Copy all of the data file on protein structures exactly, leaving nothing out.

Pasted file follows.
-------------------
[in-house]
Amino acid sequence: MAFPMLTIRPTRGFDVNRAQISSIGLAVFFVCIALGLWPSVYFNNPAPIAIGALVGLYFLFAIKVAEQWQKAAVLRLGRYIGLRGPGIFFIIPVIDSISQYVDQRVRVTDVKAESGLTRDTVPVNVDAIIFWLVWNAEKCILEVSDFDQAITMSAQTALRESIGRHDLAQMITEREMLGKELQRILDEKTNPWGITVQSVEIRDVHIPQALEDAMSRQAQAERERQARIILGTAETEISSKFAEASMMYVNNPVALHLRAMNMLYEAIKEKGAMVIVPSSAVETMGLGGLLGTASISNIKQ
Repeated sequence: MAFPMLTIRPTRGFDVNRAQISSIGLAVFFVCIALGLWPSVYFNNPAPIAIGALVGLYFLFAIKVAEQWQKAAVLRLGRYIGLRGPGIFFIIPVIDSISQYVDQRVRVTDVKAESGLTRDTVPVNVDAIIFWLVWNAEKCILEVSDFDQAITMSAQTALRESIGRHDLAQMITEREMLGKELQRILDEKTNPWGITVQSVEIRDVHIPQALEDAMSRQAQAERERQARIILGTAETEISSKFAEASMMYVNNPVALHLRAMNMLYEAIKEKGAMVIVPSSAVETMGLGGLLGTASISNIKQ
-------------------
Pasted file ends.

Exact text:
[in-house]
Amino acid sequence: MAFPMLTIRPTRGFDVNRAQISSIGLAVFFVCIALGLWPSVYFNNPAPIAIGALVGLYFLFAIKVAEQWQKAAVLRLGRYIGLRGPGIFFIIPVIDSISQYVDQRVRVTDVKAESGLTRDTVPVNVDAIIFWLVWNAEKCILEVSDFDQAITMSAQTALRESIGRHDLAQMITEREMLGKELQRILDEKTNPWGITVQSVEIRDVHIPQALEDAMSRQAQAERERQARIILGTAETEISSKFAEASMMYVNNPVALHLRAMNMLYEAIKEKGAMVIVPSSAVETMGLGGLLGTASISNIKQ
Repeated sequence: MAFPMLTIRPTRGFDVNRAQISSIGLAVFFVCIALGLWPSVYFNNPAPIAIGALVGLYFLFAIKVAEQWQKAAVLRLGRYIGLRGPGIFFIIPVIDSISQYVDQRVRVTDVKAESGLTRDTVPVNVDAIIFWLVWNAEKCILEVSDFDQAITMSAQTALRESIGRHDLAQMITEREMLGKELQRILDEKTNPWGITVQSVEIRDVHIPQALEDAMSRQAQAERERQARIILGTAETEISSKFAEASMMYVNNPVALHLRAMNMLYEAIKEKGAMVIVPSSAVETMGLGGLLGTASISNIKQ